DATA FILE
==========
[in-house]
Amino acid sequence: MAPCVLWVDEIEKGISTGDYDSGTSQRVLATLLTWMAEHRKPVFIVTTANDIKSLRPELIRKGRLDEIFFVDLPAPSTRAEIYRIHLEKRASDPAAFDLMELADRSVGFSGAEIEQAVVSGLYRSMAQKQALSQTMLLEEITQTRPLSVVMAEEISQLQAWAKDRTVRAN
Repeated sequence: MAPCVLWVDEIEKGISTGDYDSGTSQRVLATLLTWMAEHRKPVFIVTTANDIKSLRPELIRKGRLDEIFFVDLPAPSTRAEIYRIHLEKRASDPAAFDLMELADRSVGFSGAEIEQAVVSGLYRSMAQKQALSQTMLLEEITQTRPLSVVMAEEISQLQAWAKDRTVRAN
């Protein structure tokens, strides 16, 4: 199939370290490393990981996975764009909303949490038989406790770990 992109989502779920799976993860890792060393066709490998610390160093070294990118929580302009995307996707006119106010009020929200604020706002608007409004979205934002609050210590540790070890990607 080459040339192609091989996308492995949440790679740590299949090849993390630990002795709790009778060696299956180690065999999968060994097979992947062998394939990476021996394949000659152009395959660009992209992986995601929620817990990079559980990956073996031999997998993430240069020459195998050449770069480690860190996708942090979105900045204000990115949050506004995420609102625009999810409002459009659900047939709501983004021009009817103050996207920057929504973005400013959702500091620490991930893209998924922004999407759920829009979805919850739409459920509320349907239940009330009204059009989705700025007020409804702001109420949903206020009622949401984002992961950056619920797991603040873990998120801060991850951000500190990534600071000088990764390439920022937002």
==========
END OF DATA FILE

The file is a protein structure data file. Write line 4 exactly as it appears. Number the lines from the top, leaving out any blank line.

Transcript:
């Protein structure tokens, strides 16, 4: 199939370290490393990981996975764009909303949490038989406790770990 992109989502779920799976993860890792060393066709490998610390160093070294990118929580302009995307996707006119106010009020929200604020706002608007409004979205934002609050210590540790070890990607 080459040339192609091989996308492995949440790679740590299949090849993390630990002795709790009778060696299956180690065999999968060994097979992947062998394939990476021996394949000659152009395959660009992209992986995601929620817990990079559980990956073996031999997998993430240069020459195998050449770069480690860190996708942090979105900045204000990115949050506004995420609102625009999810409002459009659900047939709501983004021009009817103050996207920057929504973005400013959702500091620490991930893209998924922004999407759920829009979805919850739409459920509320349907239940009330009204059009989705700025007020409804702001109420949903206020009622949401984002992961950056619920797991603040873990998120801060991850951000500190990534600071000088990764390439920022937002």